For me, the charts of different lace stitch patterns are more of help than hindrance, as the review below suggests. By using the charts and some graph paper, the designer can "see" what the design is going to look like before it is even knitted.
Overall this is a great book!
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1 of 1 people found the following review helpful
4.0 out of 5 stars traditional knitted lace shawls March 1 2000
By A Customer
Format:Paperback
The diappointed reader is Ohio may have missed a crucial point. Lace is very difficult to knit; one typo can throw off the entire pattern, ruining the design as well as discouraging completion of the project. I designed knitwear for how-to publications for over a decade, using charts and schematics for the benefit of the "blind followers" among readers, as well as non-knitting editors and typsetters. Charts are also international: the symbols are universal so you can interpet the knitting designs of any nation, and not be dependent on translations which could be faulty or unclear, at best. I hope the Ohio reader will reconsider her approach. Charted knitting has been used for years now, and it benefits both knitters and publishers to learn how to use them. This particular book is a real gem; the finished projects are heirloom quality.
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1 of 1 people found the following review helpful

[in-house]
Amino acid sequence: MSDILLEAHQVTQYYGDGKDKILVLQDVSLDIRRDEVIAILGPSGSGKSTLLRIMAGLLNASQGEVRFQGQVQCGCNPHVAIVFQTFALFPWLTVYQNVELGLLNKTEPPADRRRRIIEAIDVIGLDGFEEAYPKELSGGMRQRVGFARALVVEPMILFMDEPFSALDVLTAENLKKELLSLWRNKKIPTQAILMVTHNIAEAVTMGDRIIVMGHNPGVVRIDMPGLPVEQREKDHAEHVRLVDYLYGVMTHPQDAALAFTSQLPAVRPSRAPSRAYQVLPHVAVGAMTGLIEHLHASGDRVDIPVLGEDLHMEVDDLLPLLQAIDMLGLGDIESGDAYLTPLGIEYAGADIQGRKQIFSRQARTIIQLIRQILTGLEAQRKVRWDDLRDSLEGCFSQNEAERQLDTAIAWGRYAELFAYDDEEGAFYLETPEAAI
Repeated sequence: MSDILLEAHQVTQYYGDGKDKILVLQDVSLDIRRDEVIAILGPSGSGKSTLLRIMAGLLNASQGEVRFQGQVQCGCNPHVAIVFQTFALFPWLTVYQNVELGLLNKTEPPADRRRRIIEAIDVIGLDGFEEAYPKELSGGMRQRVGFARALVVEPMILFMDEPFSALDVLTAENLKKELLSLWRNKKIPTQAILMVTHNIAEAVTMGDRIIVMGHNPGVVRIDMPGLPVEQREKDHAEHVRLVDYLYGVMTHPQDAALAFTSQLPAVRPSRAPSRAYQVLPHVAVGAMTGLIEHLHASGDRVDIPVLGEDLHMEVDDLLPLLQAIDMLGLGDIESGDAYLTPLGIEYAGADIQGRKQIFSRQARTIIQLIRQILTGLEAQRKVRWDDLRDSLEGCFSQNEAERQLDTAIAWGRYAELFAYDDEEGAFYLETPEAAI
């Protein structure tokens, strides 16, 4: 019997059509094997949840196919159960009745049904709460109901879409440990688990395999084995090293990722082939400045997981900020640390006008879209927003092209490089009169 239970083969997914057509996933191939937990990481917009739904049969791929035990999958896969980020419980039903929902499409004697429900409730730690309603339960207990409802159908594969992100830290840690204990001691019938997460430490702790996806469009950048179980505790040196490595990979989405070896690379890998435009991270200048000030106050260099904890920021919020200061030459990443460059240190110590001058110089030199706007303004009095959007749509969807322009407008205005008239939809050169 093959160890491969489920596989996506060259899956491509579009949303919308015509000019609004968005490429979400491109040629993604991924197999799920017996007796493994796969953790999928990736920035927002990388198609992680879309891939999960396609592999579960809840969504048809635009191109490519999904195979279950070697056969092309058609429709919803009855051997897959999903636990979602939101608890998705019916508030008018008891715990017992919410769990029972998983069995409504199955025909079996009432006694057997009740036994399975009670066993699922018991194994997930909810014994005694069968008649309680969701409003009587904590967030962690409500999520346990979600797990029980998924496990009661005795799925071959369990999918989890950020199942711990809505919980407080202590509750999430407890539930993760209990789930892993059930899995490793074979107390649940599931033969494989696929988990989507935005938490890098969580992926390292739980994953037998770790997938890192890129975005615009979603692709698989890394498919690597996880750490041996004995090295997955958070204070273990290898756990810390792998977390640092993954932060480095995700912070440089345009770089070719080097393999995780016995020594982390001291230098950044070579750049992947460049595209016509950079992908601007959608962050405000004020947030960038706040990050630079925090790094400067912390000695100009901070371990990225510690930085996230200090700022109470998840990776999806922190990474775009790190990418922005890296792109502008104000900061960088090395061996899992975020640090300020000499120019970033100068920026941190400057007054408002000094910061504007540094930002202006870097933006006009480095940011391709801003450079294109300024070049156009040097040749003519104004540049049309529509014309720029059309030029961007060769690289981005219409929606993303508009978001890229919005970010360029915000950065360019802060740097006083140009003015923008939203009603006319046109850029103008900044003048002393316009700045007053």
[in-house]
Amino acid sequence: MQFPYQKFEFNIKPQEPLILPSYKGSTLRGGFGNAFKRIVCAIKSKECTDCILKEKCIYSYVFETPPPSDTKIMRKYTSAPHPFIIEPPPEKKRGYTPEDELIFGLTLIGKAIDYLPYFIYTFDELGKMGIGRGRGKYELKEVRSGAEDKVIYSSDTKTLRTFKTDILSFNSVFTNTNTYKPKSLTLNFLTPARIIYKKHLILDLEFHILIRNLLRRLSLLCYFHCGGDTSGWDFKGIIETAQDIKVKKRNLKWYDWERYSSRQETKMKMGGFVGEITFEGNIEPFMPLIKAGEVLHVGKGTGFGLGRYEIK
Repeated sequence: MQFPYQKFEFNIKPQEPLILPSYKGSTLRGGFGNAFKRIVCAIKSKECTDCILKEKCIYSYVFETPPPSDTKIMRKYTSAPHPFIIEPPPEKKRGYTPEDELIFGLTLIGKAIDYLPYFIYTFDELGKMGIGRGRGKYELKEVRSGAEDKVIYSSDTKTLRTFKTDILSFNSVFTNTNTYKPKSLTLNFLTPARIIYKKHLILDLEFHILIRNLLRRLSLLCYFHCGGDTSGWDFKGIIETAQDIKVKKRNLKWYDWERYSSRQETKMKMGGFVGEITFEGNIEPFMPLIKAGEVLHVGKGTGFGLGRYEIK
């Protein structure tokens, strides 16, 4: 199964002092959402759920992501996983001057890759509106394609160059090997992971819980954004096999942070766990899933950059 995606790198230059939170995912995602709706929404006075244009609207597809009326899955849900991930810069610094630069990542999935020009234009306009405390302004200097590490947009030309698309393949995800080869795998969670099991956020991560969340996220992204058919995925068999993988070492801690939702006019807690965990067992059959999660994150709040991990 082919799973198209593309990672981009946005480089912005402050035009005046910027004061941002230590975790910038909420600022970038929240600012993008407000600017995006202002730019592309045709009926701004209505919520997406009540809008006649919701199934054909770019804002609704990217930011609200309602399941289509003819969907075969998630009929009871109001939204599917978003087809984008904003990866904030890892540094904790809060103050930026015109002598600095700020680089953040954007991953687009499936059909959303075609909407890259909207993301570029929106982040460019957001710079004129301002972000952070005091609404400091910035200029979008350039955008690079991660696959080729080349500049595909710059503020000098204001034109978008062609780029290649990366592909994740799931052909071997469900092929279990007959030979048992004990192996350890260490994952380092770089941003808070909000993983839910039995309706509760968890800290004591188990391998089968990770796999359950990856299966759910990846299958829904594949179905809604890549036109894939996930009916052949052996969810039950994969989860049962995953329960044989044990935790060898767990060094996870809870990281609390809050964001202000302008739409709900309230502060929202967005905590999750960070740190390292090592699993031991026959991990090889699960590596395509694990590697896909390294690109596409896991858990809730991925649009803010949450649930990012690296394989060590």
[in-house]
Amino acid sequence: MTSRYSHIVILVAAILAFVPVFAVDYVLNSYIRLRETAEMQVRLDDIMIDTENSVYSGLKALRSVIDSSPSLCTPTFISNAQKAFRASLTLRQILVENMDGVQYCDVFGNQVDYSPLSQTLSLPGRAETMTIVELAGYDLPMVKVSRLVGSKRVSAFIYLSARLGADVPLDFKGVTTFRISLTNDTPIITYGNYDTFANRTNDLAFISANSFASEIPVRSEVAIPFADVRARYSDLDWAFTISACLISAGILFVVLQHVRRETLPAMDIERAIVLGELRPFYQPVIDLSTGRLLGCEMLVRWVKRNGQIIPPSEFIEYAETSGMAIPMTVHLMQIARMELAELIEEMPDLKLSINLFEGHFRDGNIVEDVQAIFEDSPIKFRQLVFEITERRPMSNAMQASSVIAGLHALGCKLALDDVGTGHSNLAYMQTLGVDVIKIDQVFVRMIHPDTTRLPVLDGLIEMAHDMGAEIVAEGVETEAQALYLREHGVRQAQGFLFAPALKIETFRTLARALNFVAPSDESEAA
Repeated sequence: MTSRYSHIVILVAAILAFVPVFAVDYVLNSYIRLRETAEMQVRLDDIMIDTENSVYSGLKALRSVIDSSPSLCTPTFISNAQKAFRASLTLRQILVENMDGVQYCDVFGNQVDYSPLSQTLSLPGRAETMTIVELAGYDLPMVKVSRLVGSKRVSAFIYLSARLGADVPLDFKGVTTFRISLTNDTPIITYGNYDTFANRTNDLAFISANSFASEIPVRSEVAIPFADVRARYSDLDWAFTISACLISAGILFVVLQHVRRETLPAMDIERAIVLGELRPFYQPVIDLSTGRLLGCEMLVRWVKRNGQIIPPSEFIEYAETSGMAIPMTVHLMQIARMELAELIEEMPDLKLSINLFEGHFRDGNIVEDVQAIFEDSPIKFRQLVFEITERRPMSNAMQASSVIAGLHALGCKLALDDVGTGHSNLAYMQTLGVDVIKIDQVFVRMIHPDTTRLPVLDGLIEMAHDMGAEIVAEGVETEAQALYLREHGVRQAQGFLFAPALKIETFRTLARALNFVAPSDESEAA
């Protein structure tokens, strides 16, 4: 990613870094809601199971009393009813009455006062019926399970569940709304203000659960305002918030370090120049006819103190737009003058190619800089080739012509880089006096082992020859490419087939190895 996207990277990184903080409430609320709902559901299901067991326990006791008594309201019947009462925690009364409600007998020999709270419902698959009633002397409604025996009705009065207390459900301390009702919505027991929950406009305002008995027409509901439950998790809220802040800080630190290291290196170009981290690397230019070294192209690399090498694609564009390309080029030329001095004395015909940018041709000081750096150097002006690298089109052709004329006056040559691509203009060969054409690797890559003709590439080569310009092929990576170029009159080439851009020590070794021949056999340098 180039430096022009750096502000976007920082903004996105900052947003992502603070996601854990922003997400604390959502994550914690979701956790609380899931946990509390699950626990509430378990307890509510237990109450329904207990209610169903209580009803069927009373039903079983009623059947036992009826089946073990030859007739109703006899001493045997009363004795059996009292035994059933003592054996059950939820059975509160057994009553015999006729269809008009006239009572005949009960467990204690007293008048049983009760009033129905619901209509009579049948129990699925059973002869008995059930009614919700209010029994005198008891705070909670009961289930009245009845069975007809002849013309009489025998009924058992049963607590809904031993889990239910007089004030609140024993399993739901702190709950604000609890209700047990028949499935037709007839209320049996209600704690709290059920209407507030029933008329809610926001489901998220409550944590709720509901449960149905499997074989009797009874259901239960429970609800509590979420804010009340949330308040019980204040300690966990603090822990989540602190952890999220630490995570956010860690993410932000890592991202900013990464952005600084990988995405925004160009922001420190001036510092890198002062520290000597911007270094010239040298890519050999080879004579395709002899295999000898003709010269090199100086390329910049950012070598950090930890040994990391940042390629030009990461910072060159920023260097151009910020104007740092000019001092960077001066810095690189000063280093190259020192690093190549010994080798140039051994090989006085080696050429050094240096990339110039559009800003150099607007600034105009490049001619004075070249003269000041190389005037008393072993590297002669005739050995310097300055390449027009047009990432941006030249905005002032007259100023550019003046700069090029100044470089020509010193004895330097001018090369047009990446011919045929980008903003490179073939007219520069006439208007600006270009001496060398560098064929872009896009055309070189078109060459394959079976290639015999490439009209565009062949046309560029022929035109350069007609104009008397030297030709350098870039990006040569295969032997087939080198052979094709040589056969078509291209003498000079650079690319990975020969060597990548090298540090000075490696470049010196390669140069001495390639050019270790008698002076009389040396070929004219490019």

4.0 out of 5 stars Fascinating, but not for the faint of heart. May 20 1998
Format:Paperback
My aunt told me once that the best way to learn a knitting technique was to pick a project that you really wanted to do, and then just do it with no fear of the potential difficulty. This is the ideal book for that philosophy.
The comments on the history of knitting and lace shawls are extremely interesting, as are the sections on shawl care and how to wear a shawl. I would have liked to see a little more description of how a traditional shetland lace shawl was made using the old techniques, especially the actual process of "grafting" as that is a new term to me despite 30 years of knitting experience. There is really no discussion of elementary knitting, but that is not inappropriate for an audience of advanced knitters. There are already a lot of books out there to teach how to cast on and do the basic stitches.
There are patterns for eight shawls in this book, but what I found fascinating was the possibility to design an unlimited number of your own unique creations. She breaks the elements of design down into simple steps with advice for choosing patterns for each section and intructions on how to shape and combine the different elements. There are pages and pages of beautiful lace patterns to use for the body, border, and edgings. It's the ultimate yarn puzzle book and it makes me itch to get my fingers on some good one-ply wool.
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5.0 out of 5 stars CHARTS ARE GREAT ! March 17 2014
Format:Paperback
"............ Anyone who has spent any time with needle in hand would know. where as one must continually return to a chart to figure out what the heck a certain symbol means."

I am one who spends countless hours with needles in hands and use charts all the time, ever since I was 6 years old..........now I am 64) So you shouldn't assume that "everyone" thinks the same way.
Charts take very little time to get used to and the few symbols to remember are well worth the effort. The only reason I write about this is because I hope very much that nobody will ever get discouraged to venture out and learn to read charts (even small children can do it) and open their horizon to a new world of knitting.